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By Elizabeth Dylan



Seal Clubbing & Canada

Unfortunately the concept of seal clubbing has become synonymous with the image of Canada.

"Seal hunting, or sealing, is the personal or commercial hunting of seals. The hunt is currently practiced in five countries: Canada, where most of the world's seal hunting takes place, as well as Namibia, the Danish region Greenland, Norway, and Russia. Canada's largest market for seals is Norway " (Quote)

From this opening description on Wikipedia's definition of seal clubbing it is clear how, although there is an attempt to show that places have seal clubbing, Canada is presented as the major contributor of this activity. This idea of seal clubbing brings about a very negative image of Canada. It helps to promote the "primitive" ideas about Canada. It has brought about negative publicity for Canada from many animal activists.

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Activist Photo


Footage of Danny William's battling the McCartney's on Larry King live regarding the seal hunt.

By Elizabeth Dylan

Gordon Lightfoot, "The Wreck of the Edmund Fitzgerald," Summertime Dream, 1976.

The legend lives on from the Chippewa on down
Of the big lake they call Gitche Gumee
The lake, it is said, never gives up her dead
When the skies of November turn gloomy.

With a load of iron ore - 26,000 tons more
Than the Edmund Fitzgerald weighed empty
That good ship and true was a bone to be chewed
When the gales of November came early

The ship was the pride of the American side
Coming back from some mill in Wisconsin
As the big freighters go it was bigger than mostexternal image gordon-lightfoot-sundown-424910.jpg
With a crew and the Captain well seasoned.

Concluding some terms with a couple of steel firms
When they left fully loaded for Cleveland
And later that night when the ships bell rang
Could it be the North Wind they'd been feeling.

The wind in the wires made a tattletale sound
And a wave broke over the railing
And every man knew, as the Captain did, too,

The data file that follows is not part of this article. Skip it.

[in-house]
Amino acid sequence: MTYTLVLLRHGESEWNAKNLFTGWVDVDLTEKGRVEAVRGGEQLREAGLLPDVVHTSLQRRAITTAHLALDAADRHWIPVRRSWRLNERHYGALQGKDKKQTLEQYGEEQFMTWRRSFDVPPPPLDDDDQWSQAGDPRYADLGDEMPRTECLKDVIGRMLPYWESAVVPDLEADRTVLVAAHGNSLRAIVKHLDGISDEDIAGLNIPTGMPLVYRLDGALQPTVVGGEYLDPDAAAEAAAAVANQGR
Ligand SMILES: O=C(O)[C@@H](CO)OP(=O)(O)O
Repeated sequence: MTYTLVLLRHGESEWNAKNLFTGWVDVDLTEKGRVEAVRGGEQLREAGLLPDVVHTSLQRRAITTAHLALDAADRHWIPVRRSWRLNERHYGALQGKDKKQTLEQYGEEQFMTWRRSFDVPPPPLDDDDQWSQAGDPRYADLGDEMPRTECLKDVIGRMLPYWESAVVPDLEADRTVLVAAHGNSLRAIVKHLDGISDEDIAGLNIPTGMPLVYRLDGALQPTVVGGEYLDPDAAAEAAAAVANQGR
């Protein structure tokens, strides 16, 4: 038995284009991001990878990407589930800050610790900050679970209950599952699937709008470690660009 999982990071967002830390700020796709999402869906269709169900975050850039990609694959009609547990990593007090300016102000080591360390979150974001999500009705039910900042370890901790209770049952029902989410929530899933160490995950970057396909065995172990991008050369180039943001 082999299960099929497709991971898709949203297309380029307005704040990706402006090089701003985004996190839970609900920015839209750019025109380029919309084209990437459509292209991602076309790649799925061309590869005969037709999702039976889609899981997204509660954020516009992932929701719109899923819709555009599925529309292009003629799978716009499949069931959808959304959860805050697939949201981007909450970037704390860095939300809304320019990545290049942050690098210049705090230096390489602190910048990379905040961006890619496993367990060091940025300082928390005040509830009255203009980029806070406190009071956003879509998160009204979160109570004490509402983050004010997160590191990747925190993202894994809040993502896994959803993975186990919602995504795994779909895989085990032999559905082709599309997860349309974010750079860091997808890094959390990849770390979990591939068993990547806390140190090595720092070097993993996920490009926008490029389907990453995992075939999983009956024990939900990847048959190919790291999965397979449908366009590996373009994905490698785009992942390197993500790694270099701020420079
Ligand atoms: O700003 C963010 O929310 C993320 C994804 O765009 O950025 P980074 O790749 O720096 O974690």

T'was the witch of November come stealing.

The dawn came late and the breakfast had to wait
When the gales of November came slashing
When afternoon came it was freezing rain
In the face of a hurricane West Wind

When supper time came the old cook came on deck
Saying fellows it's too rough to feed ya
At 7PM a main hatchway caved in
He said fellas it's been good to know ya.

The Captain wired in he had water coming in
And the good ship and crew was in peril
And later that night when his lights went out of sight
Came the wreck of the Edmund Fitzgerald.

Does anyone know where the love of God goes
When the waves turn the minutes to hours
The searchers all say they'd have made Whitefish Bay
If they'd put fifteen more miles behind her.

They might have split up or they might have capsized
They may have broke deep and took water
And all that remains is the faces and the names
Of the wives and the sons and the daughters.

Lake Huron rolls, Superior sings
In the ruins of her ice water mansion
Old Michigan steams like a young man's dreams,
The islands and bays are for sportsmen.

And farther below Lake Ontario
Takes in what Lake Erie can send her
And the iron boats go as the mariners all know
With the gales of November remembered.

In a musty old hall in Detroit they prayed
In the Maritime Sailors' Cathedral
The church bell chimed, 'til it rang 29 times
For each man on the Edmund Fitzgerald.

The legend lives on from the Chippewa on down
Of the big lake they call Gitche Gumee
Superior, they say, never gives up her dead